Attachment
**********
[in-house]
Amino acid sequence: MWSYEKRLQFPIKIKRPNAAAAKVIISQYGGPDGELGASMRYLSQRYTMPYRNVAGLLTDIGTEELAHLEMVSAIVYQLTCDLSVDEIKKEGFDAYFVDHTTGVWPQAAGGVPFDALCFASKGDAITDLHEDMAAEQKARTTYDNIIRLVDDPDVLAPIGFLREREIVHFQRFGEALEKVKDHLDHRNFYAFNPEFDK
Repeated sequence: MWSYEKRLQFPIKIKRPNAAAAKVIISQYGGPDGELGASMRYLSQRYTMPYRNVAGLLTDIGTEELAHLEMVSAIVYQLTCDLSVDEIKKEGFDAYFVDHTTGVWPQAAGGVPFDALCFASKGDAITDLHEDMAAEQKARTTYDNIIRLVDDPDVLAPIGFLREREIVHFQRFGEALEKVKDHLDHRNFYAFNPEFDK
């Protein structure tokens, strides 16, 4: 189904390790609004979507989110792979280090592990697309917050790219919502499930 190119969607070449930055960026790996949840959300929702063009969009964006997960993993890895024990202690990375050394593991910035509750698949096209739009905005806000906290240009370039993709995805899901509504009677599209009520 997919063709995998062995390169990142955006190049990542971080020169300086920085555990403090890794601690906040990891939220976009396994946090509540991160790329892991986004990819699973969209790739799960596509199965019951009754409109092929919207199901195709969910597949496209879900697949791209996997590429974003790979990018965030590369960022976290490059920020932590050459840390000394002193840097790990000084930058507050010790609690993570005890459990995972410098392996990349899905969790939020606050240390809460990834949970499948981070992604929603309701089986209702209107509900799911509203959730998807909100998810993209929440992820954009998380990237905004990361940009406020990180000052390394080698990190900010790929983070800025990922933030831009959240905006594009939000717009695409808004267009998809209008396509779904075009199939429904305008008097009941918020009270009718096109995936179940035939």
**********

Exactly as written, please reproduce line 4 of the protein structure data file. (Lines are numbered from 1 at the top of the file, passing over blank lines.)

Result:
């Protein structure tokens, strides 16, 4: 189904390790609004979507989110792979280090592990697309917050790219919502499930 190119969607070449930055960026790996949840959300929702063009969009964006997960993993890895024990202690990375050394593991910035509750698949096209739009905005806000906290240009370039993709995805899901509504009677599209009520 997919063709995998062995390169990142955006190049990542971080020169300086920085555990403090890794601690906040990891939220976009396994946090509540991160790329892991986004990819699973969209790739799960596509199965019951009754409109092929919207199901195709969910597949496209879900697949791209996997590429974003790979990018965030590369960022976290490059920020932590050459840390000394002193840097790990000084930058507050010790609690993570005890459990995972410098392996990349899905969790939020606050240390809460990834949970499948981070992604929603309701089986209702209107509900799911509203959730998807909100998810993209929440992820954009998380990237905004990361940009406020990180000052390394080698990190900010790929983070800025990922933030831009959240905006594009939000717009695409808004267009998809209008396509779904075009199939429904305008008097009941918020009270009718096109995936179940035939």